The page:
Layah Long, 1, of Milford cools off in the splash pad at Riverfront Park in Old Town in August 2021. Credit: Linda Coan O'Kresik

Editor’s note: This story was originally published on July 20, 2022.

As temperatures reach the high 80s and the humidity settles in, many Mainers haven’t totally adjusted to the heat yet.

Though folks who live in southern states laugh at our discomfort when they regularly endure extreme heat, here in Maine, it’s not as common an occurrence (though it’s getting more common). Some Mainers may be underprepared for extended periods of heat and humidity. Others may just simply be deeply, deeply uncomfortable.

Here are recommendations from both Bangor Daily News staff and organizations like the Maine Emergency Management Agency on how to stay safe and cool during these hot summer days.  

Drink plenty of water and other fluids

The No. 1 most important thing you can do to stay safe when temperatures soar above 90 degrees is to stay hydrated. Ideally, just drink lots of plain old ice water, though sports beverages and seltzers are fine, too. A tasty lemonade or iced tea probably won’t hurt you either, and you could always try your hand at making old-fashioned Maine switchel. As tempting as it is to crack open an ice-cold beer, alcohol is an ill-advised choice on days when you can run the risk of dehydration.

People enjoy a dip in the water of Lake Wassookkeag Tuesday afternoon. The heat wave continued with over 90 degree temperatures in most of Maine. Credit: Gabor Degre / BDN

Go swimming

It sounds obvious, but really, what better way to beat the heat than taking a dip? Here at the BDN, we’ve compiled many lists of swimming holes, beaches and public pools over the years, including this handy-dandy one just for the Bangor area and another list of swimming spots a bit farther afield. There’s even this list created from BDN reader suggestions, including picturesque spots in Baxter State Park and Washington County. Don’t forget your sunblock!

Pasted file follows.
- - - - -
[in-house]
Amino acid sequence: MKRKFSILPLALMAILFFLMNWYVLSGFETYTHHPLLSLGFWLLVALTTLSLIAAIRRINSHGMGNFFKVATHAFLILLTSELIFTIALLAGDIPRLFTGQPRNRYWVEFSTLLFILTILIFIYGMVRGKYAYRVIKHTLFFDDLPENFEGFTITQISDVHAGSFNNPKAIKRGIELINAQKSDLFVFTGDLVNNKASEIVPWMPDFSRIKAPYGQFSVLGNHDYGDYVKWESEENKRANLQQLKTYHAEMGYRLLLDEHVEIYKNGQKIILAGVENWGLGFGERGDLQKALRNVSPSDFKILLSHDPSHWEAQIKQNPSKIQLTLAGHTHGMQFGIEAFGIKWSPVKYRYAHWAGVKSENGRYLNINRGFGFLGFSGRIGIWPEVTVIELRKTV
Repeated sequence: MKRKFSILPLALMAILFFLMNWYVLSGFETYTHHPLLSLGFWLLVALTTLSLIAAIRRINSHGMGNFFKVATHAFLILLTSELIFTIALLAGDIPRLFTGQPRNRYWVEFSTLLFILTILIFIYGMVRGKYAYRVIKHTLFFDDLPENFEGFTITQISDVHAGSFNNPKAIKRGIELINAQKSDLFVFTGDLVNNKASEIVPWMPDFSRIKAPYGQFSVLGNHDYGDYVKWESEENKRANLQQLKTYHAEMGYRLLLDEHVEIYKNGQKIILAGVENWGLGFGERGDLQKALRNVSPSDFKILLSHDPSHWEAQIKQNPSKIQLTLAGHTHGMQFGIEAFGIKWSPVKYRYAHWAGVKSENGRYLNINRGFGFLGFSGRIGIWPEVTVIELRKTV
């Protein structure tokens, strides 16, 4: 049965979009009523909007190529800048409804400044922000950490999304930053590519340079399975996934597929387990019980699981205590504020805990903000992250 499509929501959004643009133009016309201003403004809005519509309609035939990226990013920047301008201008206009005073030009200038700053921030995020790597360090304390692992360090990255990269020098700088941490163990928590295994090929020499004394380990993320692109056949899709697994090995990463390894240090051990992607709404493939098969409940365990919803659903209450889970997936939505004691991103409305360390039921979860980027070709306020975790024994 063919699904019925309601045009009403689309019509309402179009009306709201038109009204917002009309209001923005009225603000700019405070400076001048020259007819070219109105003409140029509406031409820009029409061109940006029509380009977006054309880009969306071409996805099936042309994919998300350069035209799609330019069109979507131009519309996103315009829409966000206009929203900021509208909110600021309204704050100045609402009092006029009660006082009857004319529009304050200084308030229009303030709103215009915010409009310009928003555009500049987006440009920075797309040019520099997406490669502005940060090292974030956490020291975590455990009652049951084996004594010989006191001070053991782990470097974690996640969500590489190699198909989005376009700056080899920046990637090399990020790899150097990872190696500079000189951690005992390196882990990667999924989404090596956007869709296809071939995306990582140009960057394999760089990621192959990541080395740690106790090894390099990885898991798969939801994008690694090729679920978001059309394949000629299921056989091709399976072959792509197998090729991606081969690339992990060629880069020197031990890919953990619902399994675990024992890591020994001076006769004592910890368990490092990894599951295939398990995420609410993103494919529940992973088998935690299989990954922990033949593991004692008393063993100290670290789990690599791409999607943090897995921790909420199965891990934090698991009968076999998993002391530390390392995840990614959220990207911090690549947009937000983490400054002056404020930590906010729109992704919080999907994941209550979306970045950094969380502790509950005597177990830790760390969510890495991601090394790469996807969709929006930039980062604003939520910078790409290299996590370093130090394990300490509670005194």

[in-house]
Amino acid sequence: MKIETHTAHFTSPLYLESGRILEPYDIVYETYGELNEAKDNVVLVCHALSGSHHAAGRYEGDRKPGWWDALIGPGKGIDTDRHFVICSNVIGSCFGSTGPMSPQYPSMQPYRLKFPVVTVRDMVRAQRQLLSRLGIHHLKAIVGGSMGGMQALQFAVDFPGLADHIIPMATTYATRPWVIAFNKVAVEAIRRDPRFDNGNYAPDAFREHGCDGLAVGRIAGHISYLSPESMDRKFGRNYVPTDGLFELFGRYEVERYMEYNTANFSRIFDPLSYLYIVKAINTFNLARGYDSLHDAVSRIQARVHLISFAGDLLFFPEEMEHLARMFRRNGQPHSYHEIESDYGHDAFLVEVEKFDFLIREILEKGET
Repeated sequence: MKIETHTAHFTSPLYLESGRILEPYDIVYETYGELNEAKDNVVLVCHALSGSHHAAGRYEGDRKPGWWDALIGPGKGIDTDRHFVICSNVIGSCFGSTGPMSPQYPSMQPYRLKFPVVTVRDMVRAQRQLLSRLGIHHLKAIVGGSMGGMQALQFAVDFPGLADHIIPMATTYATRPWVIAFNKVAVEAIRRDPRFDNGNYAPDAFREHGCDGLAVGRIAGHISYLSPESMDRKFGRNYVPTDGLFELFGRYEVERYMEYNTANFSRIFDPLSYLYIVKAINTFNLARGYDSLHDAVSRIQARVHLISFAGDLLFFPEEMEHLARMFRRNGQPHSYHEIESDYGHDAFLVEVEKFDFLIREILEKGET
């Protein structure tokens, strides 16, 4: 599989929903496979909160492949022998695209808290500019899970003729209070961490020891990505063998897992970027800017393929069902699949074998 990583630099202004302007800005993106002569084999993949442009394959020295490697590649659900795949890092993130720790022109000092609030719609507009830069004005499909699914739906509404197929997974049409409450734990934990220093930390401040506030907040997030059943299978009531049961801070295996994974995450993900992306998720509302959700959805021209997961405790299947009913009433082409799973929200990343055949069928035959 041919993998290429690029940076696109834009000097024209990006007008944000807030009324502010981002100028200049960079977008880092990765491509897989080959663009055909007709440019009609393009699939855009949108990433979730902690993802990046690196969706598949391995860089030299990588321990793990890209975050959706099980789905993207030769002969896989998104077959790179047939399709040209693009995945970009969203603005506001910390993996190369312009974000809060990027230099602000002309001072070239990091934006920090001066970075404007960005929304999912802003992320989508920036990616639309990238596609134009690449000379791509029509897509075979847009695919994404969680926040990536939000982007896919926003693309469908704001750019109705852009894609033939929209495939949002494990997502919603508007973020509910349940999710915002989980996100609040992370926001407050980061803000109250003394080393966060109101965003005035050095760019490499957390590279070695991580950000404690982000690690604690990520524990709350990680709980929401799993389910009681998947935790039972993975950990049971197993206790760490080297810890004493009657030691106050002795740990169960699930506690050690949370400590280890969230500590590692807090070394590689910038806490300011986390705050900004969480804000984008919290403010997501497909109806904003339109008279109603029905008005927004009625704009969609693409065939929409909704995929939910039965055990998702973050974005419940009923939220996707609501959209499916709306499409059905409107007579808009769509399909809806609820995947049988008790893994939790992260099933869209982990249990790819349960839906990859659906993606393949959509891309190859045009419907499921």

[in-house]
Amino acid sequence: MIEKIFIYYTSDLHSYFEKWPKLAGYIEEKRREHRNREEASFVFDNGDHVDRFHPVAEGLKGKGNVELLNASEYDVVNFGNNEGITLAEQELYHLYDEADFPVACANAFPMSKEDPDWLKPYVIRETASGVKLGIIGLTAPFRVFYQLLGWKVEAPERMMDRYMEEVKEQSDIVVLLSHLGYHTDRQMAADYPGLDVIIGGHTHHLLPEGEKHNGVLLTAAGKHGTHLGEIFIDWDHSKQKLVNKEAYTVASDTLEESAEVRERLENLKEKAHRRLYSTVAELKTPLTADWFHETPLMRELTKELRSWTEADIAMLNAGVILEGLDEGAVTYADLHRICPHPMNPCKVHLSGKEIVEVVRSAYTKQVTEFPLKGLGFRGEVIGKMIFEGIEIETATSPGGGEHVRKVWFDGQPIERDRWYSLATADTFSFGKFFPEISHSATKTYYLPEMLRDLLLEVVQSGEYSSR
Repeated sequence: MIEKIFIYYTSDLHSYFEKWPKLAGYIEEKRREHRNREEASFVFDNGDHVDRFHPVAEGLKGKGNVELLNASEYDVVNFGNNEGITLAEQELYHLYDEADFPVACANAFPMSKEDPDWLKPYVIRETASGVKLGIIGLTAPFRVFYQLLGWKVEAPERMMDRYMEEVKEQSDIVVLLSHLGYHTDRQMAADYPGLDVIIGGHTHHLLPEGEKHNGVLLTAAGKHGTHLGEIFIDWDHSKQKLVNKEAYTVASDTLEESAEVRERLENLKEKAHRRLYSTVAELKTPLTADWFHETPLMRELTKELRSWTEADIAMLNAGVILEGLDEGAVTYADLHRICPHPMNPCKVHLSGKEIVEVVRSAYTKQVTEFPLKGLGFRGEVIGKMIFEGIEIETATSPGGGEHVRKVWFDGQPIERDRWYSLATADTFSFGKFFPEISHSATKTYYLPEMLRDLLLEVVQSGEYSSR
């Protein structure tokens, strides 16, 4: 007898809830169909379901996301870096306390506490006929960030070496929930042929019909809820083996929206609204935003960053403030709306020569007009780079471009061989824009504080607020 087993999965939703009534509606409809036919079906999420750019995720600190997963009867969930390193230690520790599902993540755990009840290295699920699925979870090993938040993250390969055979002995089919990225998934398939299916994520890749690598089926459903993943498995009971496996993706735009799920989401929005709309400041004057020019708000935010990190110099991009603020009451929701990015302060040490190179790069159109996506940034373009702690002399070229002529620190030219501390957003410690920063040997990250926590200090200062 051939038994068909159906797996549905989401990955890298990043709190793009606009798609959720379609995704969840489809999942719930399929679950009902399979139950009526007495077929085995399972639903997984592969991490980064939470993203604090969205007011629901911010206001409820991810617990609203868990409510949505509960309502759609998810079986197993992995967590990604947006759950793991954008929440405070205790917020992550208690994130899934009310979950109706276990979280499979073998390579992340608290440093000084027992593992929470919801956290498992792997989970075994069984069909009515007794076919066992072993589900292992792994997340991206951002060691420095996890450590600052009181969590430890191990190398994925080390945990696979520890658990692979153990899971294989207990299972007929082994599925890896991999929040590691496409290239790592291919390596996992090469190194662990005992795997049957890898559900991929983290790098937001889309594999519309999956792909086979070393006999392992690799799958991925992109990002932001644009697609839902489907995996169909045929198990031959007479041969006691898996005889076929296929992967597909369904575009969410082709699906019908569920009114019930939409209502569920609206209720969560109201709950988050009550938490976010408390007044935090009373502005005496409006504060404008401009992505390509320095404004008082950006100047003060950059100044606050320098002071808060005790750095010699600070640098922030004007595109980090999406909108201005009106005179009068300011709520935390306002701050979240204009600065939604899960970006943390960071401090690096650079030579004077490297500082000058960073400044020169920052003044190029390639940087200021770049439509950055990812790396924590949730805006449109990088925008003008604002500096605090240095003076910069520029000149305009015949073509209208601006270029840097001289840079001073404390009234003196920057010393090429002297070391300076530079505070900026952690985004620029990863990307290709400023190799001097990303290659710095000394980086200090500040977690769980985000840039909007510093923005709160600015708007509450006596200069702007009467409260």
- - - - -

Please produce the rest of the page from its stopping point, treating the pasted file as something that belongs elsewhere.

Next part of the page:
Keep your house cool

Air conditioning is the obvious choice for keeping your house cool, but there are other ways to lower the temperature inside. Turn on fans, for one, and also consider switching out any incandescent light bulbs you have for LED lights, which emit around 90 percent less heat. Try not to turn your stove on when cooking — this is a great time to grill outdoors or eat lighter, no-cooking required meals like salads and sandwiches. Keep your curtains and blinds shut during the day so more heat doesn’t infiltrate your home — though open them up at night so the cool air can come in.

Melanie Roy (left) and Emily Pappas down some ice water while making bread at Scratch Baking Co. in South Portland in June 2013. Temperatures can top out at over a hundred degrees on a hot day in front of the ovens. Credit: Troy R. Bennett / BDN

Skip outdoor sports and exercise

If you’re committed to a daily regimen of running outdoors or biking, it’s understandable that you don’t want to skip a day for any reason. But when it’s over 90 degrees out, your fitness goals can be counterproductive to your health. Consider skipping that run or that practice session — or do it first thing in the morning or the evening, when temperatures are cooler. If you must, drink more water than you think you need, and keep an eye on yourself for dizziness, cramps or shortness of breath — all signs of heat exhaustion. That also goes for people who work in hot environments, like kitchens and construction sites.

Check on your loved ones

If you’re not lucky enough to have good health and access to air conditioning, there’s a good chance the heat is doing a number on your well-being. Folks with conditions like congestive heart failure, asthma and obesity, as well as older people in general, can get quickly overwhelmed by sustained high heat and humidity. The Maine Emergency Management Agency specifically suggests making sure people who are older and who live alone are doing OK during the heat. And, don’t forget our furry friends — pets also suffer from the heat, and hot pavement can hurt dog paws on walks during the day.

Emily Burnham is a Maine native and proud Bangorian, covering business, the arts, restaurants and the culture and history of the Bangor region.